Spurred by health concerns and Buddhist benefits, vegetarianism is taking root in China

Xing Lihong decided to go vegan after spending a week at the Donglin Temple, Jiangxi province, in the summer of 2005—but she’d been readying herself for the decision since 2002; after reading Buddhist and nutritional texts, she began abstaining from meat on the first and 15th of every lunar month.

“At first, I felt hungry and craved for meat,” Xing confessed. “I often ate a lot after the two ‘vegetarian days,’ as a form of compensation.” But gradually she got used to the new regimen. “I’m convinced that ‘everything has a spirit,’ and it’s this belief that makes me stick to it.”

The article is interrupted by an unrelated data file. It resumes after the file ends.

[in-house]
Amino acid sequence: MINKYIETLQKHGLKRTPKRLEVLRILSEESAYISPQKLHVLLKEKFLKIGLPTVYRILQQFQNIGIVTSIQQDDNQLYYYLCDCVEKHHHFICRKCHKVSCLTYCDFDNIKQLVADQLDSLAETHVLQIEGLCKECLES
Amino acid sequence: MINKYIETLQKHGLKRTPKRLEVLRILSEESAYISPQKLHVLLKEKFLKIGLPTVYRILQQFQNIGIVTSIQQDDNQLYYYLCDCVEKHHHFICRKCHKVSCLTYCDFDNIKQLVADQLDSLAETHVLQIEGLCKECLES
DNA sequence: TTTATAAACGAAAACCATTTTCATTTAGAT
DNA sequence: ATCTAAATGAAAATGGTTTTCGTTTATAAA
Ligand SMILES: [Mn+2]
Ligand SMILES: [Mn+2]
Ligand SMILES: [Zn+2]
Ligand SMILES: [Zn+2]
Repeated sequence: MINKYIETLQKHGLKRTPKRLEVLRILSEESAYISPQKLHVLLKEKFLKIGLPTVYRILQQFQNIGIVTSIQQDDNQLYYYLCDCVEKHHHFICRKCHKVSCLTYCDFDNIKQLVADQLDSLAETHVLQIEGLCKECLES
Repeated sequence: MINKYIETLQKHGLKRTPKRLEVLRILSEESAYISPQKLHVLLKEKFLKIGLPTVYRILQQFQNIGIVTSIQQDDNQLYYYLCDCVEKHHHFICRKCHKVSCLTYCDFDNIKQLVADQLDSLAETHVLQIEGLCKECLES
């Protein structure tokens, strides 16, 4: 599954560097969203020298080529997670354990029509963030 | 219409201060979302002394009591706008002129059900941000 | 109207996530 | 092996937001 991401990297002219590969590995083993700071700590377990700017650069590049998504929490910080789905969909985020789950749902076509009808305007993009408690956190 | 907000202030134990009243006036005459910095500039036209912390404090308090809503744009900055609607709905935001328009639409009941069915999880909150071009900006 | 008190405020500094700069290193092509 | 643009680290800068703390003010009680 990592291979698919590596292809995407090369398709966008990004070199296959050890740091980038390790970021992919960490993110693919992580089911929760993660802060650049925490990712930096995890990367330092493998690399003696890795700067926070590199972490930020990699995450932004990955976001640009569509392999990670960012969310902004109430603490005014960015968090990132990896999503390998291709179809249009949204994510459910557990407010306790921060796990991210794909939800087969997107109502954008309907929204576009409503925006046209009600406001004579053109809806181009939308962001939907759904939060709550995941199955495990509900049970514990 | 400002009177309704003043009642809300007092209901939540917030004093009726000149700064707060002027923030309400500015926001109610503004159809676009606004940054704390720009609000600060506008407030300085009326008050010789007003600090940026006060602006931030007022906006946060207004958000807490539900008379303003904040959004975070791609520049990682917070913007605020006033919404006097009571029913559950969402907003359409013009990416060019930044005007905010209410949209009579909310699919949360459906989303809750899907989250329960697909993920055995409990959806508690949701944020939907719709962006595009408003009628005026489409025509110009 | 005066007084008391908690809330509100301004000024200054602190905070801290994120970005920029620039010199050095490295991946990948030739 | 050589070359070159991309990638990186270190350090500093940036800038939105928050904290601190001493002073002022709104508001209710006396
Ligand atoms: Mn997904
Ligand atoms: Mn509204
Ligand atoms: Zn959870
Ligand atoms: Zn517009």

Xing is just one of a growing number of Chinese choosing to reject a traditional carnivorous diet in favor of a meat-free life. There are now around 50 million vegetarians in China, Xinhua estimates—about 3.5 percent of the population.

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author Sun Jiahui (孙佳慧)

Sun Jiahui is a freelance writer and former editor at The World of Chinese. She writes about Chinese language, society and culture, and is especially passionate about sharing stories of China's ancient past with a wider audience. She has been writing for TWOC for over six years, and pens the Choice Chengyu column.

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